You can also add an In-Memory OLTP file group to an existing database. For example, Listing 2 shows how to add one to an existing AdventureWorks2012 database.
ADD FILEGROUP INMOLTP_fg CONTAINS MEMORY_OPTIMIZED_DATA;
ALTER DATABASE AdventureWorks2012
ADD FILE (NAME='INMOLTP_fg', FILENAME='c:\temp\INMOLTP_fg')
TO FILEGROUP INMOLTP_fg;
Alternatively, you can use SSMS to add a file group.
In Figure 3, you can see how SSMS in SQL Server 2014 displays the file groups for a memory-optimized database.
Creation of In-Memory OLTP Tables
After you've enabled the database to support In-Memory OLTP, the next step is to create In-Memory OLTP tables. In SQL Server 2014, the CREATE TABLE statement supports the MEMORY_OPTIMIZED = ON option, which specifies that the table be memory-optimized. Specifying this option results in the creation of a table DLL, which is loaded into memory.
Listing 3 shows how to create a simple memory-optimized table.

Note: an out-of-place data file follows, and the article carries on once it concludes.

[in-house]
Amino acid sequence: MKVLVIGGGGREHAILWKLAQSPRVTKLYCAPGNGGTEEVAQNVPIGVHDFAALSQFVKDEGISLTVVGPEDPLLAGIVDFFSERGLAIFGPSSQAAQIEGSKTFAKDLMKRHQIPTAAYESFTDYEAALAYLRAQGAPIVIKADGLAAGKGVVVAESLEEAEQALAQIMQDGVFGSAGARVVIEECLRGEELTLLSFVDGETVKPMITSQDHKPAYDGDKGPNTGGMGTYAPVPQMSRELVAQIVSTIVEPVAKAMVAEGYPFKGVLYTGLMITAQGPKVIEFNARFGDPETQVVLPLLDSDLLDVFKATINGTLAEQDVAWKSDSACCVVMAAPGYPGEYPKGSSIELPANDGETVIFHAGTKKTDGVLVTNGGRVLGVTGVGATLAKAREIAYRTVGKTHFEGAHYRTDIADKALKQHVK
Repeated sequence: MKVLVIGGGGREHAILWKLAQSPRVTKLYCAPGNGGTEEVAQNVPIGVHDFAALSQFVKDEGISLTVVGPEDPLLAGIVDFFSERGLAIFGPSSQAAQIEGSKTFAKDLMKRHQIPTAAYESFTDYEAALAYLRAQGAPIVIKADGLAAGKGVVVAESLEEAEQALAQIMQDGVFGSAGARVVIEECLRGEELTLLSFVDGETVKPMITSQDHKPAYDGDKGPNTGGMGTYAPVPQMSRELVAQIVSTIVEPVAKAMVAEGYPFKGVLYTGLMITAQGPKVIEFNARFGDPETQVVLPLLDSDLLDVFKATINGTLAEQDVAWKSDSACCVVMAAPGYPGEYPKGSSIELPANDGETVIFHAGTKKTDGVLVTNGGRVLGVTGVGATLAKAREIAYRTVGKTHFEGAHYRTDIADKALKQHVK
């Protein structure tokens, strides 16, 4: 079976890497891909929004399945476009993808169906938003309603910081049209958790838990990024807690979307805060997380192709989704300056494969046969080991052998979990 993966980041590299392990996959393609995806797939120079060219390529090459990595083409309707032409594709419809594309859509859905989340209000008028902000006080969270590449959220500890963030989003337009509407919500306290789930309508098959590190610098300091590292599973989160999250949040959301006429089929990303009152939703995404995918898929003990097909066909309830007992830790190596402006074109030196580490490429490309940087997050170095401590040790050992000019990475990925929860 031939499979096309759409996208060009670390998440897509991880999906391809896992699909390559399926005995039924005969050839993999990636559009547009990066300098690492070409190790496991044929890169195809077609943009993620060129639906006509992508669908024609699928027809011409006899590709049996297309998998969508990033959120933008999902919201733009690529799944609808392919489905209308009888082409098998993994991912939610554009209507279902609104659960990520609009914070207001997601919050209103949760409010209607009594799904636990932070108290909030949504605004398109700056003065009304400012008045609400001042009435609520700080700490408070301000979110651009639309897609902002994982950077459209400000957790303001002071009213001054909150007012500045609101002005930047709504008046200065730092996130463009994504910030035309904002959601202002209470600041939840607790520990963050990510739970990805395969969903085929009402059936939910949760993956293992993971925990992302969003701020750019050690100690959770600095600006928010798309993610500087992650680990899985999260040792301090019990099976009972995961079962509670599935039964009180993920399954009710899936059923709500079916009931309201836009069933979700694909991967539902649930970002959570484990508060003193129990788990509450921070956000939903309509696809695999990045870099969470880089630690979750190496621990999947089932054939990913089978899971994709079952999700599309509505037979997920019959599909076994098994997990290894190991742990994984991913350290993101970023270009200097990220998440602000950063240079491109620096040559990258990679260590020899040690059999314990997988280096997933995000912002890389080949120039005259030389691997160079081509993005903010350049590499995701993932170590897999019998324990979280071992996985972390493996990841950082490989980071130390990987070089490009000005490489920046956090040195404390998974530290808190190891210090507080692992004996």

CREATE TABLE MyINMOLTPTable
( [Col1] int not null PRIMARY KEY
NONCLUSTERED HASH WITH (BUCKET_COUNT = 1024),
[Col2] varchar(20) null )
WITH (MEMORY_OPTIMIZED = ON,
DURABILITY = SCHEMA_AND_DATA);
As you can see, creating a memory-optimized table is very much like creating a regular table, with a few small changes. Here, the table MyINMOLTPTable is created with two columns. The first column, Col1, is the primary key and it's using the new hash index. The BUCKET_COUNT keyword specifies the size of the hash table. Microsoft recommends that the BUCKET_COUNT value be set to between one and two times the maximum expected number of distinct values in the index. For more information about setting the BUCKET_COUNT value, check out the Determining the Correct Bucket Count for Hash Indexes web page.
The MEMORY_OPTIMIZED = ON clause in Listing 3 indicates that the table will be memory-optimized. The DURABILITY keyword specifies whether the data will be persisted in the event the server either fails or is turned off. There are two possible values: